I also used 2 sheets of filo per triangle, since each sheet was about 12-inches (25cm), but if you prefer less dough, you can use one sheet. There are folks make spanakopita in a pie plate, although individual triangles give you more of the crisp-crunch of the filo, and are easier to freeze in individual portions.

  • 2 tablespoons olive oil
  • 1 medium onion, peeled and minced
  • 12 ounces (325g) fresh spinach, well-washed and towel dried
  • salt and freshly-ground pepper
  • 8-10 ounces (230-250g) feta cheese
  • 2 tablespoons finely-chopped flat leaf parsley
  • pinch of freshly-grated nutmeg
  • 1 large egg, at room temperature
  • lemon juice
  • 16 sheets filo dough (about 12 ounces, 350g), thawed, if frozen
  • Melted butter (2-3 ounces, 60-90g)

1. Heat oil in a large saucepan or skillet. Add the onions and cook, stirring frequently, until transluscent.

2. Add the spinach and a bit of salt and pepper, cover, and cook until the spinach is completely wilted, stirring once or twice to hasten the process.

3. Scrape the spinach into a colander and let cool completely. Once cool, firmly squeeze out the excess liquid then chop the spinach with a chef’s knife into smallish pieces.

4. Mix the spinach in a small bowl with the feta and parsley until chunky. Taste, and add nutmeg and a squirt of lemon juice, plus more salt and pepper if desired. Stir in the egg.

5. Unwrap and unroll the filo and keep it covered at all times with a damp tea towel.

6. Working quickly lay one sheet of filo on the counter and brush it lightly, but thoroughly, with butter. Lay another sheet on top of it and brush it with butter as well.

7. Set a scant 1/4 cup (50g) of the filling in the center, about 1-inch (3cm) from the edge of the sheets of filo, then roll the two edges of the dough over, lengthwise, to encase the filling. You should have a long rectangle with filling underneath the top far end.

8. Brush the exposed surface of the filo with butter and fold one corner diagonally over the filling, then continue folding keeping the triangle shape (as you’d fold a flag) and brushing the exposed surfaces of the filo with butter, until you have a neat triangle. Brush the top with butter and set on a baking sheet in the freezer.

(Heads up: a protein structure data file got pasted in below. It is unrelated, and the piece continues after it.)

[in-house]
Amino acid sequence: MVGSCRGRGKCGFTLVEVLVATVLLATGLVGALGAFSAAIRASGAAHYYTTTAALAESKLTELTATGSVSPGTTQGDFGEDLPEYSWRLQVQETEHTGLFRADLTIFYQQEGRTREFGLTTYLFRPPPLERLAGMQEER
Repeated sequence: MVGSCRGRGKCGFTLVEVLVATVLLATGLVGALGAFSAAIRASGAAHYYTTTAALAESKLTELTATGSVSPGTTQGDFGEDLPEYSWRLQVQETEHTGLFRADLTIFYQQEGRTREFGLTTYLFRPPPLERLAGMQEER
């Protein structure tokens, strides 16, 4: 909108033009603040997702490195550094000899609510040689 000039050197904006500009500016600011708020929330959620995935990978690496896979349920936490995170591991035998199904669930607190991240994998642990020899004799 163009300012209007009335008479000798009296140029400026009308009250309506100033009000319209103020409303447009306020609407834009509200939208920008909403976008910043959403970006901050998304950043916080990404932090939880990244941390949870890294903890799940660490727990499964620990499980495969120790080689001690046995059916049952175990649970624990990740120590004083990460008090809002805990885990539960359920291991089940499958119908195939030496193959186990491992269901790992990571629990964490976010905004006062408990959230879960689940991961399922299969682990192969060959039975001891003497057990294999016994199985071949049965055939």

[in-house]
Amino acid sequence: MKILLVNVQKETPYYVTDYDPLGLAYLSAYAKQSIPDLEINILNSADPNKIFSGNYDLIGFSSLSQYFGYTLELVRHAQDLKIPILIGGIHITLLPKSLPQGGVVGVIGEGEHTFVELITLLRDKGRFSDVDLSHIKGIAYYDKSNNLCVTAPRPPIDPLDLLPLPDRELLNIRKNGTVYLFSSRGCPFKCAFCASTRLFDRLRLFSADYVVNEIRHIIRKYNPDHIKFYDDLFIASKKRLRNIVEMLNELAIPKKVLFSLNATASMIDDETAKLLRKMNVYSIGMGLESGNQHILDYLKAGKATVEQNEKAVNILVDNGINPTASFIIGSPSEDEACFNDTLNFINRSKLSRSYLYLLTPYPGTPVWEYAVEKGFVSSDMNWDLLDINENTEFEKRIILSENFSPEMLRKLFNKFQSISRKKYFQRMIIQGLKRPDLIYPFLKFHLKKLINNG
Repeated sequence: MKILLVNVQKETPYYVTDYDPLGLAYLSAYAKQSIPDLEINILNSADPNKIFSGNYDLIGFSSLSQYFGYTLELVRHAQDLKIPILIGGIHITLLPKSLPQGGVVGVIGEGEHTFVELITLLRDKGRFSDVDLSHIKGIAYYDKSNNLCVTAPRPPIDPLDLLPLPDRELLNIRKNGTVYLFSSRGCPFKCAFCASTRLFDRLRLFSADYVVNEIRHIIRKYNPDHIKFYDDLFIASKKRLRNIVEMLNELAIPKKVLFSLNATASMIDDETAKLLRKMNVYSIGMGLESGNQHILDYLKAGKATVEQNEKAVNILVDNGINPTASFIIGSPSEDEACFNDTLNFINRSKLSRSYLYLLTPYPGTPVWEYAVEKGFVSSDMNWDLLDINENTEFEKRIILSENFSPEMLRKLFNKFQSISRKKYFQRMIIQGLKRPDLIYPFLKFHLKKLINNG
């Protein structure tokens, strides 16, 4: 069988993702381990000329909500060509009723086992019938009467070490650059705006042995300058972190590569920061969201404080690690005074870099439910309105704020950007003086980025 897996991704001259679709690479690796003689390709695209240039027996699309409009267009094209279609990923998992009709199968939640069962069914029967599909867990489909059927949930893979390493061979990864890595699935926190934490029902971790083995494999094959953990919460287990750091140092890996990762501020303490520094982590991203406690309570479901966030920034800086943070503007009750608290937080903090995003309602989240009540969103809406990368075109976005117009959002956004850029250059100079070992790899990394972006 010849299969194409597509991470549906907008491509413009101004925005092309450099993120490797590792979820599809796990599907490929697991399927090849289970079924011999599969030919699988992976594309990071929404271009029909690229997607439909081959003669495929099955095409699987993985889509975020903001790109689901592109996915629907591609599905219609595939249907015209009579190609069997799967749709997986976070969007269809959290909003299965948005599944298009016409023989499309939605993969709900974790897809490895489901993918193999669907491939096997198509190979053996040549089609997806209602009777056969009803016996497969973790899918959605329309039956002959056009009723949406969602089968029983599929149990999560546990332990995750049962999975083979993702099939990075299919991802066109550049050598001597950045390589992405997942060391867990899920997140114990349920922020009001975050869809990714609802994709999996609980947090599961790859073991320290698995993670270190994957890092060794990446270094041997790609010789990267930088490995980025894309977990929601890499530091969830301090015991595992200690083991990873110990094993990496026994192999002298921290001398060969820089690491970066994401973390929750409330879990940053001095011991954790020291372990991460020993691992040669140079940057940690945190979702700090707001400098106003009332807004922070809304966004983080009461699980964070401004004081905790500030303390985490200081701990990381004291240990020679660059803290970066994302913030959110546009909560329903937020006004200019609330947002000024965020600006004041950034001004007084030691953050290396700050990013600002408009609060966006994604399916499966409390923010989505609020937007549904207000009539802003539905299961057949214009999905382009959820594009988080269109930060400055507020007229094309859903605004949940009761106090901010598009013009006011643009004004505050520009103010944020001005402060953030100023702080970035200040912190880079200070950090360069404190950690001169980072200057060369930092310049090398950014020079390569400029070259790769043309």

9. Continue making more spanakopitas with the remaining filling. Once all the spanakopitas are frozen, store them in a freezer bag until ready to bake. If well-wrapped, they’ll keep for a couple of months.

10. To bake the frozen spanakopita, preheat the oven to 350F (180C) and put the frozen triangles on a baking sheet, then brush each with butter. Bake for 30 minutes, or until deeply-golden brown. If you’re baking them without freezing them first, they’ll take less time to bake, so check them before the recommended baking time.

Serve warm, with a green salad, or part of a Middle Eastern dinner with favorite side dishes. I like to eat these accompanied with Retsina, a Greek wine that’s an acquired taste, due to the resin-flavor. The Achaia Clauss brand is the one I prefer and is available in well-stocked liqueur stores.

all folded up

Related recipes:

Fig and Black Olive Tapenade

Cabbagetown Hummus

Lamb Tagine

Lemon Verbena Ice Cream

Joanne Weir’s Cucumber and Feta Salad

Baba Ganoush

Goat Cheese Custard with Strawberries

Creamy Feta Red Wine Dressing

Dave T’s Spinach Cake

Marinated Feta

62 comments

  • Yum, that looks tasty. This is totally unrelated, but I just found out today is “Le Jour du Macaron.” I’m off to Pierre Hermé for a free macaron tasting!